This paper is based on my recent sculptural studio project, Gymnauseum, which engages with chindogu, a Japanese creative form for intentionally producing dysfunctional "products" in response to problems that are not particularly pressing to begin with (Kawakami 1995). Gymnauseum is a pseudo-gym in which visitors can ride nonsensical fitness machines that question the obsession with obtaining (and retaining) an "ideal body." In Gymnauseum, I utilise the tenets of chindogu and the black humour of the related pseudo-science of pataphysics (Jarry 1911) to critique the notion of the "ideal body" as physical capital(Bourdieu 1984) within a system that, according to sports theorists Frew and McGillivray, promotes “distinction for the few... and aesthetic frustration and dissatisfaction for the many” (2005, 172). Pataphysics, a chindogu-like practice underpinned by an absurdist philosophy that parodies the theory and methods of science, was first developed by French playwright Alfred Jarry at the turn of last century. Jarry described pataphysics as “the science of imaginary solutions” (Grossman 1967, 474). It has strong links with the theatre of the absurd (Grossman 1967) whereby the senselessness of the human condition is accepted as an unalterable fact as the distinction between comedy and tragedy is broken down, as comic techniques serve serious aims (and vice versa). Chindogu also work in this way. The humour of the dysfunctional chindogu object initially attracts the viewer who may be drawn into deeper concerns evoked by the work. My work lies in the tension between these two approaches.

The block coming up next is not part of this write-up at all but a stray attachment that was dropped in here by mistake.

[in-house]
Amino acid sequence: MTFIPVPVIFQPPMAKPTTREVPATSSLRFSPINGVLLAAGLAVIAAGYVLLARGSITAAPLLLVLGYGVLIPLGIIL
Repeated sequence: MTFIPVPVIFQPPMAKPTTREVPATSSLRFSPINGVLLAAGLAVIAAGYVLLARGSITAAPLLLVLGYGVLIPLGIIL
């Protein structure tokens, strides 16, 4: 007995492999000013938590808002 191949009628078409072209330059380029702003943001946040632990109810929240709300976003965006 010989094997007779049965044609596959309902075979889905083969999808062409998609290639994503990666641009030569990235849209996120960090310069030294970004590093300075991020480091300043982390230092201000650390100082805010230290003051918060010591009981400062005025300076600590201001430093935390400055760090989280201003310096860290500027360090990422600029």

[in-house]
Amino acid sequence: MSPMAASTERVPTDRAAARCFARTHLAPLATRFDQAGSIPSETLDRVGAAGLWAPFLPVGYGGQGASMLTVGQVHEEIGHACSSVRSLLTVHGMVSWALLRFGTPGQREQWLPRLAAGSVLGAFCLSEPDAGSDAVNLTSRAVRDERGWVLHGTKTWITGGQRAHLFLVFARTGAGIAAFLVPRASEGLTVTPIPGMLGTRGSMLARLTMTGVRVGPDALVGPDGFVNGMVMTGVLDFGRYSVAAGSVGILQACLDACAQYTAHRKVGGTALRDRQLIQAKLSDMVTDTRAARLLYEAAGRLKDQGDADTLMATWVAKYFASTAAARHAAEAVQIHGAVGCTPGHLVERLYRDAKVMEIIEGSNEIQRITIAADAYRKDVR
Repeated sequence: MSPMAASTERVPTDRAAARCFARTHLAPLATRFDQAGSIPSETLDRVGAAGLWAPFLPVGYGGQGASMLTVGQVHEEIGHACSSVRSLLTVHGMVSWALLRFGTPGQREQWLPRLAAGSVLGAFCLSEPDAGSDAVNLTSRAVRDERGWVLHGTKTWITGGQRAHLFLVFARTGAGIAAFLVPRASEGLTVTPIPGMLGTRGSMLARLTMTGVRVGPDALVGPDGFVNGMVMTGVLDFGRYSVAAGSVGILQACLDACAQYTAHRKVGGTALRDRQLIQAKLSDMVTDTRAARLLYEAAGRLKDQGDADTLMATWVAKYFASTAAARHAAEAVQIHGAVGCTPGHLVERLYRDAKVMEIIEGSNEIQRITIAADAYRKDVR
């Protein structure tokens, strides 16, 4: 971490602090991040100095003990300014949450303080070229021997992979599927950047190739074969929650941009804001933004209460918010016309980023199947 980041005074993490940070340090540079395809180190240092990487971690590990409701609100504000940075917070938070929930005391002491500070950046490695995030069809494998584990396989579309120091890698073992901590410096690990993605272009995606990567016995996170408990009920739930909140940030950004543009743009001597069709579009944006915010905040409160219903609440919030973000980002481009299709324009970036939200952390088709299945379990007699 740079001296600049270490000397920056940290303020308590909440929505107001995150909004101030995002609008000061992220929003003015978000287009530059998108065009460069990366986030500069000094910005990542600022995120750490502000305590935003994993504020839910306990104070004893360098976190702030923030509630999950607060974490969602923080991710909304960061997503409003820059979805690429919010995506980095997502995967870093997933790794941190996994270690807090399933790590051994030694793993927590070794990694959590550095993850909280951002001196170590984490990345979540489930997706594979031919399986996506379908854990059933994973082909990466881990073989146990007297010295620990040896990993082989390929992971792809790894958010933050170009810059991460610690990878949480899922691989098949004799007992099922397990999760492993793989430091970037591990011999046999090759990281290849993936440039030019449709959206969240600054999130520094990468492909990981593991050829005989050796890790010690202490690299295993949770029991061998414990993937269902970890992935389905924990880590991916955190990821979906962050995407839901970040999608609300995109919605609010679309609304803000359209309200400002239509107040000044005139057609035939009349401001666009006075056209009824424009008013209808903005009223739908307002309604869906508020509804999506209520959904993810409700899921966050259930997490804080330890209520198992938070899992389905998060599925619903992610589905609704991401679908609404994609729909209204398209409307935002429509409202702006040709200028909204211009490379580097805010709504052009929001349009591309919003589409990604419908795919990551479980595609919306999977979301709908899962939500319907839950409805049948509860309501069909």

|Keywords:||Futility, Utility, Absurdity, Humor, Social Critique, Chindogu, Studio Practice|
Senior Lecturer, Academic Leader, Creative Studies, Schools of Design and Art, Otago Polytechnic, Dunedin, Otago, New Zealand